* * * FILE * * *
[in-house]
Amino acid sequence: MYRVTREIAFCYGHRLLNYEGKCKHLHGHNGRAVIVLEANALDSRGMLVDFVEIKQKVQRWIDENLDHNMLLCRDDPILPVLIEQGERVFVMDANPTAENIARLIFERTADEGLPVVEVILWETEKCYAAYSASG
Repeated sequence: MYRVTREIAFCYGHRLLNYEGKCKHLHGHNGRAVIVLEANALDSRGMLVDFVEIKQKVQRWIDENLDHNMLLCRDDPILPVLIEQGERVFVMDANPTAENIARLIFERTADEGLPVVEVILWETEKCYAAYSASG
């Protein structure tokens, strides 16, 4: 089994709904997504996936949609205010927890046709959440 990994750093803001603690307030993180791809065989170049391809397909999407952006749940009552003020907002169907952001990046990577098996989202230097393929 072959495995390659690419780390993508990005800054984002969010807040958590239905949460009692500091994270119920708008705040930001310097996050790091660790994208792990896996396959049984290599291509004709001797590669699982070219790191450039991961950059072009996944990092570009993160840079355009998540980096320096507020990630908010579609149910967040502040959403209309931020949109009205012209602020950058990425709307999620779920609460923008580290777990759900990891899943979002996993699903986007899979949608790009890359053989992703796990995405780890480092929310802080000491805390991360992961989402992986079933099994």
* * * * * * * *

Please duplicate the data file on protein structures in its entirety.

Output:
[in-house]
Amino acid sequence: MYRVTREIAFCYGHRLLNYEGKCKHLHGHNGRAVIVLEANALDSRGMLVDFVEIKQKVQRWIDENLDHNMLLCRDDPILPVLIEQGERVFVMDANPTAENIARLIFERTADEGLPVVEVILWETEKCYAAYSASG
Repeated sequence: MYRVTREIAFCYGHRLLNYEGKCKHLHGHNGRAVIVLEANALDSRGMLVDFVEIKQKVQRWIDENLDHNMLLCRDDPILPVLIEQGERVFVMDANPTAENIARLIFERTADEGLPVVEVILWETEKCYAAYSASG
């Protein structure tokens, strides 16, 4: 089994709904997504996936949609205010927890046709959440 990994750093803001603690307030993180791809065989170049391809397909999407952006749940009552003020907002169907952001990046990577098996989202230097393929 072959495995390659690419780390993508990005800054984002969010807040958590239905949460009692500091994270119920708008705040930001310097996050790091660790994208792990896996396959049984290599291509004709001797590669699982070219790191450039991961950059072009996944990092570009993160840079355009998540980096320096507020990630908010579609149910967040502040959403209309931020949109009205012209602020950058990425709307999620779920609460923008580290777990759900990891899943979002996993699903986007899979949608790009890359053989992703796990995405780890480092929310802080000491805390991360992961989402992986079933099994």